Trash-in’ The Ocean

Photograph by Jordi Chias

Last year I joined the Wey Valley Workshop, an exhibiting textile group based in west Surrey (UK). The theme for this year’s exhibition will be “re-use, recycle, re-purpose” and titled, “Adapt, Adjust, Amend”.

I have long considered myself (and most felt-makers) to be a Womble at heart, making this an ideal exhibition theme. For those who do not have childhood memories of these fictional furry beasties from the 1970’s, they were among the original recyclers, decades ahead of their time, collecting rubbish left by others and finding new uses for it. As I write this post the theme tune is running through my mind….

Underground, overground Wombling free, Wombles of Wimbledon Common are we….

Making good use of the things that we find, things that the everyday folk leave behind.

By our very nature, using wool (a waste product of sheep husbandry) as our principal material we felt-makers are already up-cycling other people’s “rubbish” but many of us also scour charity shops for unwanted fabrics and felting tools (AKA children’s toys, massage tools and kitchen equipment), old rubber mats, plastic shelf liner… the list is endless, in our pursuit of textile happiness.

For my exhibition piece I wanted to highlight the growing issue of plastic detritus in our oceans. The impact of human activity on the wildlife in our oceans is truly horrific, I have been reduced to tears time and again by they photos and videos I encountered while researching this project. The impact of plastic affects all ocean-dwelling species, from the the larger pelagic species and seabirds found dead or dying from gut obstructions (caused by swallowing plastic carrier bags) or intestinal perforations (caused by ingesting shards of plastic), to turtles and fish entangled in the plastic rings from multi-packs of drinks and discarded fishing nets, down to the tiniest crustaceans ingesting micro-plastics.

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Terrapin trapped in plastic packaging; before someone feels the need to comment I know these are fresh-water inhabitants, it serves to illustrate how rubbish in our rivers flows downstream to our oceans.

I knew I wanted to upcycle some waste plastics into my exhibition piece and that it would have an aquatic theme so I put a call out for mesh plastics on local social media sites and to the Wey Valley Workshop members, I was inundated with donations, this is just a fraction of the plastic netting I received….

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Many, many thanks to all the wonderful people who donated to this project, I will make sure they are put to good use and don’t end up in landfill.

My initial thoughts were that the netting would look like fish scales when felted into the surface but the more I pondered this exhibition piece the more I started to see possibilities in all manner of items that would normally go in the recycling bin and a few items I could rescue from the horrors of landfill. So I started collecting all manner of “rubbish” much to my other half’s bemusement. 🙂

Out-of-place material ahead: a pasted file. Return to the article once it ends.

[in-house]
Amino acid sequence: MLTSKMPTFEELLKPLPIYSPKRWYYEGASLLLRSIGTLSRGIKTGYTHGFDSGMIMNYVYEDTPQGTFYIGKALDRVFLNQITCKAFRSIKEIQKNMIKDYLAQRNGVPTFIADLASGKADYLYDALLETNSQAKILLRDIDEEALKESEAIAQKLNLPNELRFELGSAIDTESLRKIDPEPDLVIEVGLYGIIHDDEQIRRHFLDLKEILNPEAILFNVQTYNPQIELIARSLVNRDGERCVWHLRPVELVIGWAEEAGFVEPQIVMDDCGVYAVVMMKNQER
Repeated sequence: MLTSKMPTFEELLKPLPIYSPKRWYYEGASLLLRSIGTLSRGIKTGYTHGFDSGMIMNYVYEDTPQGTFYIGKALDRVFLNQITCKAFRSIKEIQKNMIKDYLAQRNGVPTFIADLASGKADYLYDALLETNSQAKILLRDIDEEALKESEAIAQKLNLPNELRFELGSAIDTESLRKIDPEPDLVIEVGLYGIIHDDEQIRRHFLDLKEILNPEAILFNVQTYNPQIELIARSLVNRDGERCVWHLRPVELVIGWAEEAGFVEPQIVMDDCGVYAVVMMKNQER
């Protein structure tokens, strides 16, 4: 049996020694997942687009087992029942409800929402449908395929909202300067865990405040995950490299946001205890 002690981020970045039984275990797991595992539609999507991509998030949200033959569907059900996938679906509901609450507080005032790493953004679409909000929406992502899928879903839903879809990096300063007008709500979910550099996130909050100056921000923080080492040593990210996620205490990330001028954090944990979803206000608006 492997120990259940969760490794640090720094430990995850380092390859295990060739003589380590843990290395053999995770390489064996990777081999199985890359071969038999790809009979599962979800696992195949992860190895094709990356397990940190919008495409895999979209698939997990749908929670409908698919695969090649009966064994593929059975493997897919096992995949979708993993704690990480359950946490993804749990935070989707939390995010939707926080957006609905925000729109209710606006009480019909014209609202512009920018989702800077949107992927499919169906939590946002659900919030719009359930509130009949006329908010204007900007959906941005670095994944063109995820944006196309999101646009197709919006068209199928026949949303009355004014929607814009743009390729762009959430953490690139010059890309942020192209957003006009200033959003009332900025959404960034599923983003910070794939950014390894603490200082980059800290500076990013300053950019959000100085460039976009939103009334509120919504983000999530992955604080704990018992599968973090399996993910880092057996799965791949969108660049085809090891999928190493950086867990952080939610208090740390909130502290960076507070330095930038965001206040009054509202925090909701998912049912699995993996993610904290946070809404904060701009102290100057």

Unusually for me, I refrained from immediately making the most complicated fish imaginable, instead sampling a wide selection of plastics, including food netting, carrier bags, drinks bottles, sweet wrappers, bread bags and the trays soft fruits are often sold in.

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The sweet wrappers were a surprise, they feel like plastic but once they were wet with warm soapy water it became apparent that they were organic in origin; they became slimy and slowly disintegrated while I was fulling the felt.

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Already impatient to stop sampling and start making, I started experimenting with different resist shapes for the fish, of course I had to start with my most complicated idea first…. 🙂 This is a yellow box fish, made using a book-resist and strips of deep purple carrier bag between the layers of wool. He is a bit of a disaster but with a lot more work he might still make it into the exhibition.

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My next two “water babies” were a little more successful, this time using plastic mesh for surface decoration.

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I plan to add some plastic pectoral fins to this little chap.
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Close up of the plastic netting

Plastic bottles and food trays have proved useful in my attempts to replicate coral (employing a fair amount of artistic licence of course).

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I plan to colour the plastic and entwine it more evenly amongst the felt but I am mesmerised by how the shiny plastic and matt felt augment each other’s qualities.

Some of my other plastic bottles have the potential to be become jelly-fish, what do you think? Try to imagine this piece upside down with slubby yarn tentacles….

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This just the beginning for this piece of work; looking forward, I hope to incorporate crisp packets (which invariably end up in landfill) into some fish and I envisage all of these elements (and lots more, yet to be made) forming a 3D coral outcrop that could be hung from the ceiling.

Has this post struck a cord with you? Would you like to do more to lessen your personal impact on the oceans? This link contains several helpful suggestions, some of which I expect you are already doing but there may be one or two you haven’t considered yet. Please add a comment your thoughts on this topic and any novel steps you are taking to minimise your “footprint”.

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